Learn to Design Page Sizes Based on Monitor Resolutions

Decide how big to build your pages by the resolution of your customers’ monitors

Before you spend too long considering exact monitor resolutions for your design, you should remember that all modern web design is responsive, meaning it's engineered to adapt across various screen resolutions. With a single design, you need to support everything from the smallest mobile screens up to ultra HD desktop monitors.

With responsive web design, you establish more general mobile, tablet, and desktop layouts. When and how each page element shifts into place for these layouts is determined by special breakpoints written into your CSS. These breakpoints are determined by certain common screen resolutions.

Bootstrap media queries

While you won't target specific resolutions or set up a fixed size for your designs, you will consider screen resolutions in establishing breakpoints and creating smooth transitions so your site looks good across every device and screen size.

Common Desktop Resolutions

Dual desktop monitors
  • 1280x720 Standard HD - You may know this one better as 720p. It was the standard HD resolution when HD was first becoming commonplace. You probably won't find many new monitors using this resolution, but there are plenty of them still in the wild from when they were more popular.
  • 1366x768 - It's something of an unusual resolution, but it's very popular in smaller laptops and some tablets. If you're dealing with lower-end Chromebooks, there's a good chance this is the resolution that you're targeting.
  • 1920x1080 The most common - When you're thinking of desktops, you're probably dealing with 1920x1080, better known as 1080p. This resolution is absolutely everywhere. Most desktop monitors are still 1080p, and plenty of full-size laptops are too. You'll also find a decent share of tablets in 1080p in the landscape as well.
  • 2560x1440 - 1440p is another strange middle ground in the monitor resolution picture. It's higher than what you'd consider 2k, but it isn't quite 4k. That said, it's a common resolution in the gaming monitor market, and it's an affordable alternative to going full 4k. Depending on your site, it may or may not be worth supporting 1440p.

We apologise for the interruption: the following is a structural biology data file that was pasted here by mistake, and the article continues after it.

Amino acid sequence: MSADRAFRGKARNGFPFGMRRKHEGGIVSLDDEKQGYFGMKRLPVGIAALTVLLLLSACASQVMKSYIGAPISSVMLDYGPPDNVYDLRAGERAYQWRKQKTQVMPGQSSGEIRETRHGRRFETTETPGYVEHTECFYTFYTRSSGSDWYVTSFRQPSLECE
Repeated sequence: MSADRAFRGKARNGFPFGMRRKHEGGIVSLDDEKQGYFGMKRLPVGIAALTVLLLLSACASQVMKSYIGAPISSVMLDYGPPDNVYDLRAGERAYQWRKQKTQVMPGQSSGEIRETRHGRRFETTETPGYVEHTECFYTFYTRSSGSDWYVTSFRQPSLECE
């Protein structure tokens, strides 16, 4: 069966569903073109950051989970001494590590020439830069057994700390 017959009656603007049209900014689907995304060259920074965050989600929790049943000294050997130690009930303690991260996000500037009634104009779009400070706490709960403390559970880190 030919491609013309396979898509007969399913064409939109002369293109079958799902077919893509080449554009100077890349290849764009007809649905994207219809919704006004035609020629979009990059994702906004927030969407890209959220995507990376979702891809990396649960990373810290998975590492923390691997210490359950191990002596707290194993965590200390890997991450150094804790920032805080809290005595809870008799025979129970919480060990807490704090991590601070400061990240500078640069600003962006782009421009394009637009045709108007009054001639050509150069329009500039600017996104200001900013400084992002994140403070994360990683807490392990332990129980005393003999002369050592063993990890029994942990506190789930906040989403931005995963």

• 3840x2160 The near future - This is full 4k or Ultra HD. While 4k usually reserved for higher-end PCs now, prices are falling, graphics technology is improving, and demand for 4k is being driven by the TV market, where it's much more common. It's safe to assume that over the next few years, 4k will easily overtake 1080p as the de-facto standard, so it's definitely worth accounting for 4k now.

Common Tablet/Landscape Resolutions

Tablets may not be as popular as they once were, and increasing phone sizes paired with convertible laptops seem to have cut significantly into their market share. Even still, accounting for tablet resolutions overlaps significantly with desktops and laptops. You may be able to use tablet breakpoints to create breakpoints for certain troublesome elements that don't fit right at certain resolutions.

Tablet on Twitter
  • You also absolutely should take tablet resolutions into account for devices held in portrait mode. Not everyone will browse on their tablet held in landscape, so you should add at least one breakpoint for a common tablet held in portrait.
  • 1280x800 A resolution that used to be common - Older tablets, lower-end tablets, and smaller tablets all commonly have some of Amazon's Fire tablets also still use 1280x800. This is one of the last truly mobile resolutions on tablets.
  • 1920x1200 Common on 7" and 8" tablets - In landscape, you can rely on the same breakpoints as 1080p, most of the time. However, when you see one of these in the landscape, the situation is much different. This resolution is common among plenty of 7 and 8-inch tablets, including Amazon Fire.
  • 2048x1536 Apple Tablets -This is Apple's most common tablet resolution. It's similar enough to 1440p to make very little difference, but again, the portrait is unusual. In any case, it's a good idea to test your site at this resolution to ensure that nothing strange happens on iPads.

Higher-resolution tablets start to get into desktop territory. Most of the time, you don't even need to account for them because the resolution falls into a range you've already accounted for. It's always a good idea to test, though, to be absolutely sure.

Common Mobile Resolutions